I look forward to experimenting a lot more!

Big Daddy D said...

Thanks for the info on your experiments. I truly believe that this is an awesome ingredient. There's just not enough people experimenting with it yet. Once more people start trying it and we start seeing more and more recipes that work, I think we'll have a great low carb alternative to flour.

amateur said...

If you're still out there (I notice this post is from last year): I read somewhere that since coconut flour does absorb a lot of liquid, you should add an amount of liquid equal to the amount of coconut flour you have. I tried this on some scones once, though, and they turned out too runny. So maybe adding half the liquid?? Anyway, adding extra liquid should help the dryness. I haven't tried it yet; coconut flour is too expensive to experiment freely with.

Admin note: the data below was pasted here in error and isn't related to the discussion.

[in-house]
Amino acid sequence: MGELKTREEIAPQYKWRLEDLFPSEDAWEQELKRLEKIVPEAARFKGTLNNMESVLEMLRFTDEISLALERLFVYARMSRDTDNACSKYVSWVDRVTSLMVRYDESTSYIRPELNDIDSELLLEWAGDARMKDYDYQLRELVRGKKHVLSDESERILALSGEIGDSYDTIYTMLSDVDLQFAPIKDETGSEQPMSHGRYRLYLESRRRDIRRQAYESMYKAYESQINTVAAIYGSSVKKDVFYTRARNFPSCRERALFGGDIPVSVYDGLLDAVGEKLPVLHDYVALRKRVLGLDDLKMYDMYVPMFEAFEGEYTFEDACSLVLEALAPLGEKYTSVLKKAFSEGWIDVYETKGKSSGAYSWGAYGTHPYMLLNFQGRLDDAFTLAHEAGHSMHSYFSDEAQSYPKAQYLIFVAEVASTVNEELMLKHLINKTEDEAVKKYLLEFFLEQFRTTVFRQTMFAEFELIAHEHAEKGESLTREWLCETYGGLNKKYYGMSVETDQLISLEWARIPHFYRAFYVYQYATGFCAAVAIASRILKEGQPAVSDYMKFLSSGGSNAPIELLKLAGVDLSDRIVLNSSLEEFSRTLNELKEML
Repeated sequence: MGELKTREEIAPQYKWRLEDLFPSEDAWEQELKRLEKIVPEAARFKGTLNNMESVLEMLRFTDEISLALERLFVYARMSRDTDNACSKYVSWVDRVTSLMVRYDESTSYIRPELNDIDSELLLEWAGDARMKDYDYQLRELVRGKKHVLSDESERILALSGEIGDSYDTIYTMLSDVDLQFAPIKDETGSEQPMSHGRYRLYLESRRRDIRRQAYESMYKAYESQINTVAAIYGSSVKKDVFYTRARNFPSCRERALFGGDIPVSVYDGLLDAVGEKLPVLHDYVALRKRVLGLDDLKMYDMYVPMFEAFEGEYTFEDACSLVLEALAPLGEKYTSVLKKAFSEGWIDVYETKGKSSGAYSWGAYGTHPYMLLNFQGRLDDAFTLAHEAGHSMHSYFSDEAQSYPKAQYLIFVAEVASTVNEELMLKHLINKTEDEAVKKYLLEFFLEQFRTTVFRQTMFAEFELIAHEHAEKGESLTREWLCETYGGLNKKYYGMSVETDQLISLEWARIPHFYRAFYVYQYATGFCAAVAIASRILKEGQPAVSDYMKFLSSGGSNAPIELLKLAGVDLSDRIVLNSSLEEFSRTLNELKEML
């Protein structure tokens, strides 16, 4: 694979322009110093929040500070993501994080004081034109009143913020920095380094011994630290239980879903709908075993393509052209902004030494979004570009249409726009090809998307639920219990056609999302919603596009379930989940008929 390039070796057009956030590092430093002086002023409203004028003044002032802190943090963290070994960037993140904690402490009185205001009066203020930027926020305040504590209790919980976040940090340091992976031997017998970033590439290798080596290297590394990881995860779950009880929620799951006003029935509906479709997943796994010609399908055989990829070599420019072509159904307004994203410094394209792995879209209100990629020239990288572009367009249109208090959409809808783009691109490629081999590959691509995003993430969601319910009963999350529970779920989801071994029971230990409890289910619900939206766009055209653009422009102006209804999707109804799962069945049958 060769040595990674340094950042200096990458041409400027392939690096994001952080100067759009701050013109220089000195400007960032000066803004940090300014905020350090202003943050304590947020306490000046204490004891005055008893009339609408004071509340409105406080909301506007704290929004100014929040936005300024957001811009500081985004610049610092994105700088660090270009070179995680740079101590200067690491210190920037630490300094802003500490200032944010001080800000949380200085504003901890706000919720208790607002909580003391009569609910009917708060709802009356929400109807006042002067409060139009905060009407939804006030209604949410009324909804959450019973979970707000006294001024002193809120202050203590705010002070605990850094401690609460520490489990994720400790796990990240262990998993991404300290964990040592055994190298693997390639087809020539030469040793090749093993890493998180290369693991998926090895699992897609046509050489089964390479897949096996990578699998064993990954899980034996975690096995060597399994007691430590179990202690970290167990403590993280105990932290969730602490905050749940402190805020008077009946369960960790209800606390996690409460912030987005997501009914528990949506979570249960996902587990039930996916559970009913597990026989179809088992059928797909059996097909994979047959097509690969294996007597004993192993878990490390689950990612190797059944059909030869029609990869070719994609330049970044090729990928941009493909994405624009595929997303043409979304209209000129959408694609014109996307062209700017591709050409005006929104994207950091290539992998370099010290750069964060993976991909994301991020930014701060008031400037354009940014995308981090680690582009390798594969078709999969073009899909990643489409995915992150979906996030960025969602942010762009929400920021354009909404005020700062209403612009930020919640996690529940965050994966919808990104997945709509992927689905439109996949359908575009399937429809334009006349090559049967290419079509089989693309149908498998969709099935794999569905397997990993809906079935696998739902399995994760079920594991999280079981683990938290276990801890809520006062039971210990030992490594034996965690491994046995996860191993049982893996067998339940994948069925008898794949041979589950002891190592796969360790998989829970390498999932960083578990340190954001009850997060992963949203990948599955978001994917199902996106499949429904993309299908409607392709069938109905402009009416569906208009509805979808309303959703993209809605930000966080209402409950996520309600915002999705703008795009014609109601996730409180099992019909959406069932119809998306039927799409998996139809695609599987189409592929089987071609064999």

Rachel said...

Hi! I happened on your blog when I googled coconut flour brownies. There are lots of others who have experimented out there with that simply coconut recipe so you should google it if you haven't figured it out yet :o) I was looking for the coconut brownie recipe that Kat James uses in her book called Truth About Beauty. It's actually a nutrition book but anyway she altered Fife's recipe slightly so you might check that out. I haven't found the recipe online so you'd have to check the book. Thanks for the info on your site!

Rachel said...

oh, and I forgot to tell you about the ratio issue that was raised in the comments...I read on the mennonite women can cook blog that you use 1/4c. coconut flour for 1 c. regular flour...perhaps that would explain issues of dryness?